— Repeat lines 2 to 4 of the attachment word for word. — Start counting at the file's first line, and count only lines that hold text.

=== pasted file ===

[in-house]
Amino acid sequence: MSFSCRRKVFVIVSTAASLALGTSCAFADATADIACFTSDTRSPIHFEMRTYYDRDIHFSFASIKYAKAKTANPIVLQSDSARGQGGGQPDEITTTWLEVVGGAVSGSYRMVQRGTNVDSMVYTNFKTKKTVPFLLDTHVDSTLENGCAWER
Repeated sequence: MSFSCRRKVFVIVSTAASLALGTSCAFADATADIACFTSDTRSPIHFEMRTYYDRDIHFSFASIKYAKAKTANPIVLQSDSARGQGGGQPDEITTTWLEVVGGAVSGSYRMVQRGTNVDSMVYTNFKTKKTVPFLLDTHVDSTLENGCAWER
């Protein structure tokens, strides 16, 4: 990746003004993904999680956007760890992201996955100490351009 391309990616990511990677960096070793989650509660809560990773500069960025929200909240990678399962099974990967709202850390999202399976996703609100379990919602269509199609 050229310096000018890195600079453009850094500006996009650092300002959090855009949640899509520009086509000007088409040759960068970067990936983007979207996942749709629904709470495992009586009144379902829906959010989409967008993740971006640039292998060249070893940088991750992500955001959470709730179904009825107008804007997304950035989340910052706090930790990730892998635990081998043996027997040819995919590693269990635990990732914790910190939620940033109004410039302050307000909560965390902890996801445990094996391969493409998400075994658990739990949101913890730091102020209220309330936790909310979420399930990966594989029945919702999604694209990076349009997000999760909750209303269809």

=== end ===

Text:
Amino acid sequence: MSFSCRRKVFVIVSTAASLALGTSCAFADATADIACFTSDTRSPIHFEMRTYYDRDIHFSFASIKYAKAKTANPIVLQSDSARGQGGGQPDEITTTWLEVVGGAVSGSYRMVQRGTNVDSMVYTNFKTKKTVPFLLDTHVDSTLENGCAWER
Repeated sequence: MSFSCRRKVFVIVSTAASLALGTSCAFADATADIACFTSDTRSPIHFEMRTYYDRDIHFSFASIKYAKAKTANPIVLQSDSARGQGGGQPDEITTTWLEVVGGAVSGSYRMVQRGTNVDSMVYTNFKTKKTVPFLLDTHVDSTLENGCAWER
């Protein structure tokens, strides 16, 4: 990746003004993904999680956007760890992201996955100490351009 391309990616990511990677960096070793989650509660809560990773500069960025929200909240990678399962099974990967709202850390999202399976996703609100379990919602269509199609 050229310096000018890195600079453009850094500006996009650092300002959090855009949640899509520009086509000007088409040759960068970067990936983007979207996942749709629904709470495992009586009144379902829906959010989409967008993740971006640039292998060249070893940088991750992500955001959470709730179904009825107008804007997304950035989340910052706090930790990730892998635990081998043996027997040819995919590693269990635990990732914790910190939620940033109004410039302050307000909560965390902890996801445990094996391969493409998400075994658990739990949101913890730091102020209220309330936790909310979420399930990966594989029945919702999604694209990076349009997000999760909750209303269809």